Not Home Yet: Judgment for Christians

“So we make it our goal to please him, whether we are at home in the body or away from it. For we must all appear before the judgment seat of Christ, that each one may receive what is due him for the things done while in the body, whether good or bad.” (2 Corinthians 5:9-10)

Wait a minute! What? I’m going to appear before the judgment seat? I thought the fact that all my sins are forgiven meant I would not be judged by God. I thought I was in the clear because Jesus paid for my sins.

nothome_350Well, if you have received God’s forgiveness through faith in Jesus—if you are a Christian—you will not be judged for your sin. The judgment seat Paul describes here is usually called the “judgment seat of Christ.” There our works will be judged, not our sin. Your salvation won’t be the issue. Jesus paid for all of that in full.

Instead, our lives will be revealed to show the value of our choices (good and bad) while we have lived “in the body” before we get to heaven—and there will be appropriate responses to those choices.

Paul said, “Until I get home, I’m going to live to please Jesus on the day there when my works, my heart, my true choices are all revealed.”

Think: Does the idea of this judgment seem like a burden to you or an opportunity? Does it motivate you to want to live this life to please God? Should it?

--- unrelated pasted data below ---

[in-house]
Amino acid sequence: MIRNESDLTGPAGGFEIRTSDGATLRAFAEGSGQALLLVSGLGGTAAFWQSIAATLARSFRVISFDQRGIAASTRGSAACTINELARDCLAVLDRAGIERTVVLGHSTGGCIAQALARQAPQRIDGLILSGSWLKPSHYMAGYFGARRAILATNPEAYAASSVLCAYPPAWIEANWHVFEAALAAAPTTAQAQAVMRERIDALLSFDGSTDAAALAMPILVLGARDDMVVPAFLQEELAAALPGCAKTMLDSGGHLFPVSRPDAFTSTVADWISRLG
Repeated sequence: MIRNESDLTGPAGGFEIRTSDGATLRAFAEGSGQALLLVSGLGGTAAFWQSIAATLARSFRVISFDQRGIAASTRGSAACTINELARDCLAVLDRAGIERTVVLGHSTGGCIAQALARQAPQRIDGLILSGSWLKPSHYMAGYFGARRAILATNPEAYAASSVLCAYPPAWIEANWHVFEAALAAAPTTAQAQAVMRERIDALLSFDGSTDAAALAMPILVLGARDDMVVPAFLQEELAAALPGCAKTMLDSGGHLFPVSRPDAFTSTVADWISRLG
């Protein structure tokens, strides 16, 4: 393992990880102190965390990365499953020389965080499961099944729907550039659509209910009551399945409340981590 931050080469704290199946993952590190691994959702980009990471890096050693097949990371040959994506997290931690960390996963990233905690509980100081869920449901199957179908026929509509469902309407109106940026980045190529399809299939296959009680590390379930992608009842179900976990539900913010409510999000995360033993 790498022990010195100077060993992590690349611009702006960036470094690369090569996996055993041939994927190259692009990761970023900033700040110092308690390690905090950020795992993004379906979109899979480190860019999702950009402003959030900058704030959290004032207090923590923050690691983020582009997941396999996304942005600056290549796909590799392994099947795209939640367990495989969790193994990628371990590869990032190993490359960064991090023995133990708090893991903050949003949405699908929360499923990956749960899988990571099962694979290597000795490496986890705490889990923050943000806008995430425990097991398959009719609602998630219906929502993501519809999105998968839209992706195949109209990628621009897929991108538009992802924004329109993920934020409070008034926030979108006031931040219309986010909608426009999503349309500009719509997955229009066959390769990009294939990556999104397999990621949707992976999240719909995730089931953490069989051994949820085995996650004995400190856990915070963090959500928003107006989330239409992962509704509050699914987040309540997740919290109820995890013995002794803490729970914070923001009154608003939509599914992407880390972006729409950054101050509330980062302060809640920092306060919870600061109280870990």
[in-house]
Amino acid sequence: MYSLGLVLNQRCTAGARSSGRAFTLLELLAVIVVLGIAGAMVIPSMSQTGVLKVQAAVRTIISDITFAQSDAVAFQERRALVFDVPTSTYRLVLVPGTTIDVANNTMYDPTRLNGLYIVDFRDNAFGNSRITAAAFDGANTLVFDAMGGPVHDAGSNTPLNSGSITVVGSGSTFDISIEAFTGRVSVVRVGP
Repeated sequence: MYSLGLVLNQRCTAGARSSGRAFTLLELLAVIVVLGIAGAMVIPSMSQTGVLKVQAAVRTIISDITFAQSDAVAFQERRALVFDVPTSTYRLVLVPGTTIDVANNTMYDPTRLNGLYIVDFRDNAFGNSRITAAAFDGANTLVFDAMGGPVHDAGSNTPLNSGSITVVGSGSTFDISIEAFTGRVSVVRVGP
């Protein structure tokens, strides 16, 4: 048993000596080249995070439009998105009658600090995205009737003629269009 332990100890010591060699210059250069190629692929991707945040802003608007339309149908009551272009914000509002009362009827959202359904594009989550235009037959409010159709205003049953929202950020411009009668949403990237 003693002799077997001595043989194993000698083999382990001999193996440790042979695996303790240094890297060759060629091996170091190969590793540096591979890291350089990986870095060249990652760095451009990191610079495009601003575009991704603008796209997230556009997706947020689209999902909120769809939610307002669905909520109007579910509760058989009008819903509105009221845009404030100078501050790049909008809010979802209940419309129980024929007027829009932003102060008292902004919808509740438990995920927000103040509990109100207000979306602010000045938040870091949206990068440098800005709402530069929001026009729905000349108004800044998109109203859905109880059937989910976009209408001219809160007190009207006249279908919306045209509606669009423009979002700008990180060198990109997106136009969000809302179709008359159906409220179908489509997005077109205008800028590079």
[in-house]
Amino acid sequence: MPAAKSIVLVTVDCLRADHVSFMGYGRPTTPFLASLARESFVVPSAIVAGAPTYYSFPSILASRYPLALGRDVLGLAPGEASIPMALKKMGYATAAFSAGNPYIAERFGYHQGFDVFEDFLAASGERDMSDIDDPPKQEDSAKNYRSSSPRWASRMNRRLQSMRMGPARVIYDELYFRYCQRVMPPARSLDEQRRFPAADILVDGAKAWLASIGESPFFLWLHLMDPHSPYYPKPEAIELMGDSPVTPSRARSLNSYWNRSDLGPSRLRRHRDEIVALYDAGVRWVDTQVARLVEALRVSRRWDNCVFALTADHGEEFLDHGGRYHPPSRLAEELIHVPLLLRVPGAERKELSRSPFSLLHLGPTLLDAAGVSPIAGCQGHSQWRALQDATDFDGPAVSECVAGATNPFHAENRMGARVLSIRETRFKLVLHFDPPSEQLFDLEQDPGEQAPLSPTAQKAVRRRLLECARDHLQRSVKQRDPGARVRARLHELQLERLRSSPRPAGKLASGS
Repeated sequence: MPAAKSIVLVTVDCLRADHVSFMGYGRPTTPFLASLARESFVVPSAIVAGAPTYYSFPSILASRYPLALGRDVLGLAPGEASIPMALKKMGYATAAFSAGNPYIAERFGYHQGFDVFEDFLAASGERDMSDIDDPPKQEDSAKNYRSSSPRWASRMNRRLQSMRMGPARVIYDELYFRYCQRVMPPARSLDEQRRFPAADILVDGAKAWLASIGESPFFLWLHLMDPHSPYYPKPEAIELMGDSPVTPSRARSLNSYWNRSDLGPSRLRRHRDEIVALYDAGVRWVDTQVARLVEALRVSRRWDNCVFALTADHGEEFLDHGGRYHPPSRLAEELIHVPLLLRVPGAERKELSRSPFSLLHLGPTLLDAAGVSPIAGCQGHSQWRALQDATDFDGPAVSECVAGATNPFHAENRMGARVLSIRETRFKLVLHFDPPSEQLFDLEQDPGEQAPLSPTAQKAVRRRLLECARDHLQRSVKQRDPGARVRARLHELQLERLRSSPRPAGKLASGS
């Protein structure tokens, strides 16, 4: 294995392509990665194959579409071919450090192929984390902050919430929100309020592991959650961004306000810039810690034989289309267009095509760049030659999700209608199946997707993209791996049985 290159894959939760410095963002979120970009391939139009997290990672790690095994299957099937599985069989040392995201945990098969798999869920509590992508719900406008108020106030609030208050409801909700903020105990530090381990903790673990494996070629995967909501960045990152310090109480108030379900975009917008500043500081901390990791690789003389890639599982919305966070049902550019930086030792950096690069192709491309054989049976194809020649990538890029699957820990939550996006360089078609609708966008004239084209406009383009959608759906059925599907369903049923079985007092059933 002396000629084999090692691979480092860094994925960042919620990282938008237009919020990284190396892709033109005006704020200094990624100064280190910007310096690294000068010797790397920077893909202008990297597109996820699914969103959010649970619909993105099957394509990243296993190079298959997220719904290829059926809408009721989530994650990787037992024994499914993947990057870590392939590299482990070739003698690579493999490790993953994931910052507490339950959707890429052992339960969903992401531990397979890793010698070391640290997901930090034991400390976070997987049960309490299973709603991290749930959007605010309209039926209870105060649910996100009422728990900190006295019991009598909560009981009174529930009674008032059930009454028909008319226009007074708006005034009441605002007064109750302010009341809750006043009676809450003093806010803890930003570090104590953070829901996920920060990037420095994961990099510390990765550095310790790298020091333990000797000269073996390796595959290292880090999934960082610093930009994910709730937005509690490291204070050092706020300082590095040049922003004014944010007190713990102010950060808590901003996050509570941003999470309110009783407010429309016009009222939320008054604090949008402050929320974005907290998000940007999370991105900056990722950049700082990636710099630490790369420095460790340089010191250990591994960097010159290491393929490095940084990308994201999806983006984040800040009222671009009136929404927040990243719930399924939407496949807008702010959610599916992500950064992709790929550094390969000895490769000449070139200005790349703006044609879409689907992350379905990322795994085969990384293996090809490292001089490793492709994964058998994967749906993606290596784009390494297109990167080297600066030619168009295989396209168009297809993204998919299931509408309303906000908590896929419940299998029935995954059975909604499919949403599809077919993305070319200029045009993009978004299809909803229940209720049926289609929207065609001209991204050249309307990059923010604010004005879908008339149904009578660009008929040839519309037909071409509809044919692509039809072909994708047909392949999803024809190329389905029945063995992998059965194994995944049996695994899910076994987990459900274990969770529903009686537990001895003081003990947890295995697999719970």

Pray: Ask God to help you want to live this life in a way that pleases him. Thank him for the power of the Holy Spirit in you to help you do that.

Do: Read 1 Corinthians 3:10-15.

Not Home Yet: I’m Here Not There

“Therefore we are always confident and know that as long as we are at home in the body we are away from the Lord. We live by faith, not by sight.” (2 Corinthians 5:6)

Too many Christians I know think there’s something wrong with them; they wonder if they’re missing some key part of Christianity. They look around at church on a Sunday morning and everyone is smiling and dressed nice and nodding along with everything the pastor is saying.

nothome_350If they knew how empty I feel . . . If they knew that being a Christian hasn’t taken away my loneliness . . . If they knew how much I still struggle with sin . . .

Here’s the little secret we don’t mean to keep from each other: We all know. We’re all lonely on some level. We all still struggle. Paul just told us how he groaned to leave the tent of this body behind and actually be with the Lord. We’re not there, yet. We can’t see him, yet. So we keep believing and waiting, and he keeps providing strength and hope and joy for another day through his Spirit.

Think: Do you think Christians intentionally hide from each other how deeply we struggle or hurt or groan? Do you think it would help for us to be as honest as Paul has been in this chapter?

Pray: Ask God to help you live with his courage and joy and peace today even though you can’t see him, yet. Thank him that one day you’ll be able to live “by sight” of him.

Do: Play a game: Ask a friend or family member (that you trust) to guide you around a room or through a house while you keep your eyes closed. Follow their voice commands to stop, go left, go right, etc. Notice how much harder it is to walk by faith in someone else’s voice than it is to walk by sight.

Not Home Yet: Guaranteed

“Now it is God who has made us for this very purpose and has given us the Spirit as a deposit, guaranteeing what is to come.” (2 Corinthians 5:5)

In yesterday’s devo, Paul dropped the answer to the riddle of the ages on us. Why do we exist? God created us to be with him forever. It’s what we are meant for.